I wanted to become a therapist because of that commandment to love my neighbor as myself. The most loving thing I had ever done for myself was go to therapy and begin the process of healing a lot of trauma.


In our classes, they would ask us questions like, "Would you provide therapy to someone who's had an abortion?" "Would you provide therapy to someone who has molested a child?" And if the answer was no, then you'd better work through your own shit before thinking you can help someone else. If I was going to love my neighbor as myself with honesty and integrity and truth, I could not hold on to the theology of the political-evangelical right.


It meant that I had to deal with my trauma, deeper and deeper. It meant I had to confront who they had told me God is, and how that didn't match up to what I read and saw and experienced.


Then, I learned the numbers. I learned that the rate of suicide attempts for LGBTQ youth is 3.5 times higher than for their heterosexual peers. For transgender and non-gender-conforming youth, it's 5.87 times higher. I remember quite literally thinking, "Fuck this. I'm out." Meaning, I'm out of any church and any organization that is going to tell me not to love someone else. It's a matter of life and death, the risk is too great, and I will not have my name or reputation associated with hate.


A society that tells people who they are is not okay, that tells families and communities to reject others, is a society that creates shame and attachment trauma.

In my practice, I have had the great privilege and honor to work with LGBTQ-IA youth and adults. I remember during my internship, sitting in a gender-affirming session with someone and feeling that old evangelical fear-mongering creep up. I thought of that verse that says, "If anyone causes one of these little ones who believe in me to sin, it would be better for him to have a huge millstone hung around his neck and to be drowned in the open sea." I thought, Oh, God, am I tying a millstone around my neck right now?


But no, no. If God is love, and I am loving the person across from me, then no. I believe the millstone is around the necks of those leading people away from loving their neighbors. They're doing it through fear and shame, all for power.


I regret agreeing to the peripheral beliefs of American Christianity that are required for inclusion in the in-group. In my sincere desire to please everyone and follow the rules but also love everyone, American Christian theology was doing exactly what it was designed to do. It's colonizer theology, power politics theology. A theology of in-group versus out-group. A theology of who gets to say who is in and who is out. A theology of who gets to say who is worthy of love and acceptance, who is not, and under what conditions. Increasing someone's risk of suicide is not loving our neighbor, and shame–yes, shame–on you Church for contributing to that. For slow-dripping that into the culture until you had enough power to influence policy, loudly and hatefully.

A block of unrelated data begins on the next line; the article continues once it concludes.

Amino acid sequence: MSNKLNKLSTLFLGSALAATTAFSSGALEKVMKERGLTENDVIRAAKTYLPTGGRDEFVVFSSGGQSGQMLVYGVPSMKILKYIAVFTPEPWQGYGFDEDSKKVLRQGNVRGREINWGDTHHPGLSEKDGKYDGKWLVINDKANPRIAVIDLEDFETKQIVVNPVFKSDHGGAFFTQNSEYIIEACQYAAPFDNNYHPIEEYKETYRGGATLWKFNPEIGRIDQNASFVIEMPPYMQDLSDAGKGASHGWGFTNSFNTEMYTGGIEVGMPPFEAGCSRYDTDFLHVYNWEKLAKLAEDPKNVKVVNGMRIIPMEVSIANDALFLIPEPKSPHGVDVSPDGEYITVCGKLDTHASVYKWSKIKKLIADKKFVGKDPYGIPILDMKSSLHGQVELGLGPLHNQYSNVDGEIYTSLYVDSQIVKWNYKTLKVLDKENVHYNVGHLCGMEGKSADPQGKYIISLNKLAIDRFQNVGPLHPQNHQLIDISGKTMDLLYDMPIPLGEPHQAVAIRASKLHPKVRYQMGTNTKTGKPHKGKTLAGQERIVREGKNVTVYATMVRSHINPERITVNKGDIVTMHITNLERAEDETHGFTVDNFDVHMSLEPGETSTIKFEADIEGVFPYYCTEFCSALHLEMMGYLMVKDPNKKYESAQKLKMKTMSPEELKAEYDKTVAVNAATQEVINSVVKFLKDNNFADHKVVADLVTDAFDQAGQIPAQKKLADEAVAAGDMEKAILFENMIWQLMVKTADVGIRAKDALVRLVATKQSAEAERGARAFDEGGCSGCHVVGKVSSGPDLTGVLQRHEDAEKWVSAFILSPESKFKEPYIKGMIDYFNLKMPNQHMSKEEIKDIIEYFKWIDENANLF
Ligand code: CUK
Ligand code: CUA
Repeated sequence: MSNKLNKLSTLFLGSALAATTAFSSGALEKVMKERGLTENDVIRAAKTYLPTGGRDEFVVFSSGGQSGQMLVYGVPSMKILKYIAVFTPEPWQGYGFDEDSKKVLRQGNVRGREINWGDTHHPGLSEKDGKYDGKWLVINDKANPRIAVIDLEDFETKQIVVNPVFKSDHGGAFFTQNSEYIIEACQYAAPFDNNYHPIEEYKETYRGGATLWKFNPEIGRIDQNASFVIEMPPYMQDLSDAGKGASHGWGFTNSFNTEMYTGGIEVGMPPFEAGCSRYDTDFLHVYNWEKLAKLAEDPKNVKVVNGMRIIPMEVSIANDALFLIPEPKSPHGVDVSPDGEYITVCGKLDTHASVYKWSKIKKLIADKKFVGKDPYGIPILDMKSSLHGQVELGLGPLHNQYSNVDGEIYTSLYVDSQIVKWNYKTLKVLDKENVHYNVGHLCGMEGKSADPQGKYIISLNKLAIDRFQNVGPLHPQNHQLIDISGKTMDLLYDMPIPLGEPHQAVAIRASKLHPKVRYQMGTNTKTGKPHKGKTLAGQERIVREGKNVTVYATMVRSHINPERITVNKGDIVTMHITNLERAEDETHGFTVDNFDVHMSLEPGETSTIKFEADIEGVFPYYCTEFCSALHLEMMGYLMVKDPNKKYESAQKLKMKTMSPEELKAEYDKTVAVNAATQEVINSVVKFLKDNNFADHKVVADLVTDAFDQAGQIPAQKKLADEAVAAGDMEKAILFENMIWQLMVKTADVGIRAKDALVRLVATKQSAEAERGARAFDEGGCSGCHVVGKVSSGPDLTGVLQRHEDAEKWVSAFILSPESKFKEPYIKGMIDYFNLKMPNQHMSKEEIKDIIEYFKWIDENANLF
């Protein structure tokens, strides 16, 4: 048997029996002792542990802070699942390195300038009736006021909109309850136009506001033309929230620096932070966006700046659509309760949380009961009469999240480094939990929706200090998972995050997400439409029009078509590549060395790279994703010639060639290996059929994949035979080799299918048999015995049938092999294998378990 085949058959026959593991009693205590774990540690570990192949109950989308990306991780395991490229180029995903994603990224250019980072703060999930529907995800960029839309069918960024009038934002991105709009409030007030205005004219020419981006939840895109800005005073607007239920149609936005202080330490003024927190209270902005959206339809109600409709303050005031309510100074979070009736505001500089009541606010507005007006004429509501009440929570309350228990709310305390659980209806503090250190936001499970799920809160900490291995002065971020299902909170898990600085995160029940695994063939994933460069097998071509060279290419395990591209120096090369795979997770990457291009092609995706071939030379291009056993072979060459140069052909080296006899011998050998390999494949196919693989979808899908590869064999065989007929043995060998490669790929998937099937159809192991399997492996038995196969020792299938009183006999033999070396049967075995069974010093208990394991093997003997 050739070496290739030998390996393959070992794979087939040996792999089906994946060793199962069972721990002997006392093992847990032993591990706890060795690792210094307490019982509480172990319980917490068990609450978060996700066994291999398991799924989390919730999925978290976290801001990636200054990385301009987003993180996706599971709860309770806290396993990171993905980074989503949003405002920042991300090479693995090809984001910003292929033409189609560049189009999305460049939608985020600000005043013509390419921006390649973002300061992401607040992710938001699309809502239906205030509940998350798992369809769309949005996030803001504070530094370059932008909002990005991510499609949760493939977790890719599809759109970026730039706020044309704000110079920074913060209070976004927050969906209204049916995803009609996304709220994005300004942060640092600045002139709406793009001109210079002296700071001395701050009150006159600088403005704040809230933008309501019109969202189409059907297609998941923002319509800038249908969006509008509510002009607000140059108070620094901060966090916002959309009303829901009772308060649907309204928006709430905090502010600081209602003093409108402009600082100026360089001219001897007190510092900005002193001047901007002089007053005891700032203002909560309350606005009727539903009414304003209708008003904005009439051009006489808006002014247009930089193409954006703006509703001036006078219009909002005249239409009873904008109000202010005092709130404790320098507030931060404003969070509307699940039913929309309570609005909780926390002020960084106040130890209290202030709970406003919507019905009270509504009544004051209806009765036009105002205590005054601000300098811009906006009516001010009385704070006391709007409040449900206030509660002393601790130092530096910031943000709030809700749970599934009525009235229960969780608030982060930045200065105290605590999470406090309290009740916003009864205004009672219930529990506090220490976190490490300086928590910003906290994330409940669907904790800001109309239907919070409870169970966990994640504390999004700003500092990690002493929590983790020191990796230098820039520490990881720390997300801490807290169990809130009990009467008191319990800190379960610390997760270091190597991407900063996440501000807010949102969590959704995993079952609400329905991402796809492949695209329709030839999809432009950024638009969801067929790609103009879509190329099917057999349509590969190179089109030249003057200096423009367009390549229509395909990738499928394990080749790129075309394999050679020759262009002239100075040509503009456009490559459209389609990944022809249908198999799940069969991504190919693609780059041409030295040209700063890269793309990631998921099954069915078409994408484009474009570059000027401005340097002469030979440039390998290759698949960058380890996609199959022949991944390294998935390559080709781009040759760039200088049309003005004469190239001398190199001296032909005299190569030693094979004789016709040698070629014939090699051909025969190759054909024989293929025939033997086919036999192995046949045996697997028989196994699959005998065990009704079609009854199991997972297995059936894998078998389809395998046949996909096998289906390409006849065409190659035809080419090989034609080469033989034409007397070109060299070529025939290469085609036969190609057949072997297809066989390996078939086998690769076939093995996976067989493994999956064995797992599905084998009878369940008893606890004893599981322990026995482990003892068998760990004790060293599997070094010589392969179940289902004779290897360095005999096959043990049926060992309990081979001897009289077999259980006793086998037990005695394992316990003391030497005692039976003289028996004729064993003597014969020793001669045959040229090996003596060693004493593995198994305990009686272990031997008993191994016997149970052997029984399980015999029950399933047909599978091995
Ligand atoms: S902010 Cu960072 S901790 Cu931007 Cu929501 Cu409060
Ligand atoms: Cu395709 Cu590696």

For more on the history of the evangelical vote and why it's so enmeshed with the political right, I recommend listening to this Throughline episode, as well as reading the articles you'll see linked there.


Why does this matter?


This matters because powerful people are using their privilege to manipulate, to gain power-over, instead of power-with.


This matters because there is a part of our population that are being rejected from secure attachment with our society, that are being rejected from inclusion, love, and joy.


This matters because 19% of LGBTQ youth attempted to end their lives in 2021. Not supporting LGBTQ youth is abuse.

How can you help?


Together Rising will be raising money to support transgender youth in Texas. They work by finding organizations on the ground that will have the biggest, most direct impact.


Read the Ally Guide from The Trevor Project and support their work.


Listen to The Bible and the Gay Christian (episode 14) or read God and the Gay Christian by Matthew Vines. Also check out his YouTube channel.


Share any and all of these resources with people you know. Start a conversation based in love and compassion.


And of course, vote.

"A huge percentage of people who "deconstruct" are trying to save their faith, not abandon it. They're reevaluating the relationship between the Christian culture and Christianity itself because they don't want to lose faith in Jesus." – Zachary Wagner